|Monthly Tech-Tip |
Alternate Names: Lizzella, Lizzela
A brown or red burning clay (depending on firing temperature) from Lizella, Georgia (raw color is light green). It is available from Davens or Kickwheel Pottery Supply. It is plastic and usable as a clay body by itself.
This material is sometimes cited as a substitute for Redart in bodies, but the two materials are very different. Compared to Redart, Lizella has a higher drying shrinkage (6.5% vs. 5.5%), it is much more plastic (thus more prone to cracking during drying). The iron content is lower (5% vs. 7%). As far as fired maturity, these materials are not even close. At cone 4, for example, Lizella has around 11% porosity vs. almost zero for Redart, and 4% fired shrinkage vs. 8% for Redart. Lizella stays stable to cone 10 oxidation, Redart is melting by then.
These bars have been fired at cones 4, 2, 02, 04 (top to bottom) using the SHAB testing procedure. We can measure fired shrinkage and porosity in each to get an indication of their fired maturity. The Redart (left) is much more vitreous and reaches almost zero porosity by cone 4 whereas the Lizella still has 11% porosity at cone 4. Lizella also has a much higher drying shrinkage (because it is way more plastic).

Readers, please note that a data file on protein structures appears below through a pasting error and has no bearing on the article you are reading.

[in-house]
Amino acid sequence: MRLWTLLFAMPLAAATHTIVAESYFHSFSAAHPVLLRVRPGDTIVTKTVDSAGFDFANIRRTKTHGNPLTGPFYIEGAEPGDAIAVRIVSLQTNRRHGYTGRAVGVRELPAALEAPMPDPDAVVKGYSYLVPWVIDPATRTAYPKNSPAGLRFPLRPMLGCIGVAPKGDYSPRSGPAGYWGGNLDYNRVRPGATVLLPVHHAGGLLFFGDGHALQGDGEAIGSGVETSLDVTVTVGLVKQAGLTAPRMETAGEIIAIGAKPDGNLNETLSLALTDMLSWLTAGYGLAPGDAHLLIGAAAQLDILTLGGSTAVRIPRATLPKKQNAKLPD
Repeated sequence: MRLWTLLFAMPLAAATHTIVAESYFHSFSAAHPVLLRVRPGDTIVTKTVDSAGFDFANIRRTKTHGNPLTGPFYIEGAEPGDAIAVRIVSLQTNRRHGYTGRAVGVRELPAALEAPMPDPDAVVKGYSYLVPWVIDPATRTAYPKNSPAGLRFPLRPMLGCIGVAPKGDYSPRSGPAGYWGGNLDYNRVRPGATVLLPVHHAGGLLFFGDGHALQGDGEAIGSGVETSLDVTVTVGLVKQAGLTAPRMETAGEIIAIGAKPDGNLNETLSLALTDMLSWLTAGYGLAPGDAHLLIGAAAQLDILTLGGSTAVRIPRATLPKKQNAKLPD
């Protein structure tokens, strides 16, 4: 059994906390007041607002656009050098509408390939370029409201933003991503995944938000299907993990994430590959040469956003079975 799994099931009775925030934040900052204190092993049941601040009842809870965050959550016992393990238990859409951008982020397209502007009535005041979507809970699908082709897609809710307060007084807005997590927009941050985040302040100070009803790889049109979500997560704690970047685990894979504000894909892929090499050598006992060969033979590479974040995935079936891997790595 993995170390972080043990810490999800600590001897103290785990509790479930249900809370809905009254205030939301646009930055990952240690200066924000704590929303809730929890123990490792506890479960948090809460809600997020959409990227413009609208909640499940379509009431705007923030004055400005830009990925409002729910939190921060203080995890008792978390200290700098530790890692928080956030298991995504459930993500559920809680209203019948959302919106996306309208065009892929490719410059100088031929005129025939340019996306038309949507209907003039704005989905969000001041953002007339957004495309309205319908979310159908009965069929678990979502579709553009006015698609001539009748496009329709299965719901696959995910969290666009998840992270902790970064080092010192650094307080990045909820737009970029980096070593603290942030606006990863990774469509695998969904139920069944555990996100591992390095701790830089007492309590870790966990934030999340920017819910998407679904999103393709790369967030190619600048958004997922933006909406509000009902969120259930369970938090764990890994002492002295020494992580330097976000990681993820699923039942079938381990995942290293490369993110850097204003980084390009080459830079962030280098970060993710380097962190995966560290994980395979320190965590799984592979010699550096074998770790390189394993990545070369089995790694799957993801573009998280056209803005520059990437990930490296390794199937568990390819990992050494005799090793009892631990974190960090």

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Fired at cone 10, 6, 4 (top to bottom).
Porosities: Cone 10 - 3%, cone 6 - 8%, cone 4 -11%.
Fired shrinkages: Cone 10 - 6%, cone 6 - 5%, cone 4 - 4%.
Somewhere between cone 6 and 10 it turns color from red to brown. That color change probably brings with it tendencies to warp and bloat.
Clays that are not kaolins, ball clays or bentonites. For example, stoneware clays are mixtures of all of the above plus quartz, feldspar, mica and other minerals. There are also many clays that have high plasticity like bentonite but are much different mineralogically.
The most common commercially 200 mesh available raw terra cotta clay in North America. It fires red, has low plasticity and matures a low kiln temperatures.
Ocmulgee Red Clay
|By Tony Hansen|
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